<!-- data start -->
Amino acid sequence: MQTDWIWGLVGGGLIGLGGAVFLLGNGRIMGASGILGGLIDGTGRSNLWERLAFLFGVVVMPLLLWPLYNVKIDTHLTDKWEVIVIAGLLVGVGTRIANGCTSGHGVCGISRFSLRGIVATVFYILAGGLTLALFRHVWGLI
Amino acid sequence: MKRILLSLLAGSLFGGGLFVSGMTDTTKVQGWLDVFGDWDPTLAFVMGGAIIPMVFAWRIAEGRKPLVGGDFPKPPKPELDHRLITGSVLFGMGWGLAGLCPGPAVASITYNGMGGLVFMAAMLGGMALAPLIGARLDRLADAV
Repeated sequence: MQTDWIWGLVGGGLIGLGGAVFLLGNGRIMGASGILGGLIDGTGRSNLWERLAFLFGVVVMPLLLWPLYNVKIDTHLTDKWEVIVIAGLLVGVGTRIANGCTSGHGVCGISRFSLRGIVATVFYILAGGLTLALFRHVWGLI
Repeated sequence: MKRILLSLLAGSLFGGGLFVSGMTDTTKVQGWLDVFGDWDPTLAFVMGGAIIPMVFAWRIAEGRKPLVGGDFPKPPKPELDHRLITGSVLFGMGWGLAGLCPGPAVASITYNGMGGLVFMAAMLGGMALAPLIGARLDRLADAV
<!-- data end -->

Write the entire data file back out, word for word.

Amino acid sequence: MQTDWIWGLVGGGLIGLGGAVFLLGNGRIMGASGILGGLIDGTGRSNLWERLAFLFGVVVMPLLLWPLYNVKIDTHLTDKWEVIVIAGLLVGVGTRIANGCTSGHGVCGISRFSLRGIVATVFYILAGGLTLALFRHVWGLI
Amino acid sequence: MKRILLSLLAGSLFGGGLFVSGMTDTTKVQGWLDVFGDWDPTLAFVMGGAIIPMVFAWRIAEGRKPLVGGDFPKPPKPELDHRLITGSVLFGMGWGLAGLCPGPAVASITYNGMGGLVFMAAMLGGMALAPLIGARLDRLADAV
Repeated sequence: MQTDWIWGLVGGGLIGLGGAVFLLGNGRIMGASGILGGLIDGTGRSNLWERLAFLFGVVVMPLLLWPLYNVKIDTHLTDKWEVIVIAGLLVGVGTRIANGCTSGHGVCGISRFSLRGIVATVFYILAGGLTLALFRHVWGLI
Repeated sequence: MKRILLSLLAGSLFGGGLFVSGMTDTTKVQGWLDVFGDWDPTLAFVMGGAIIPMVFAWRIAEGRKPLVGGDFPKPPKPELDHRLITGSVLFGMGWGLAGLCPGPAVASITYNGMGGLVFMAAMLGGMALAPLIGARLDRLADAV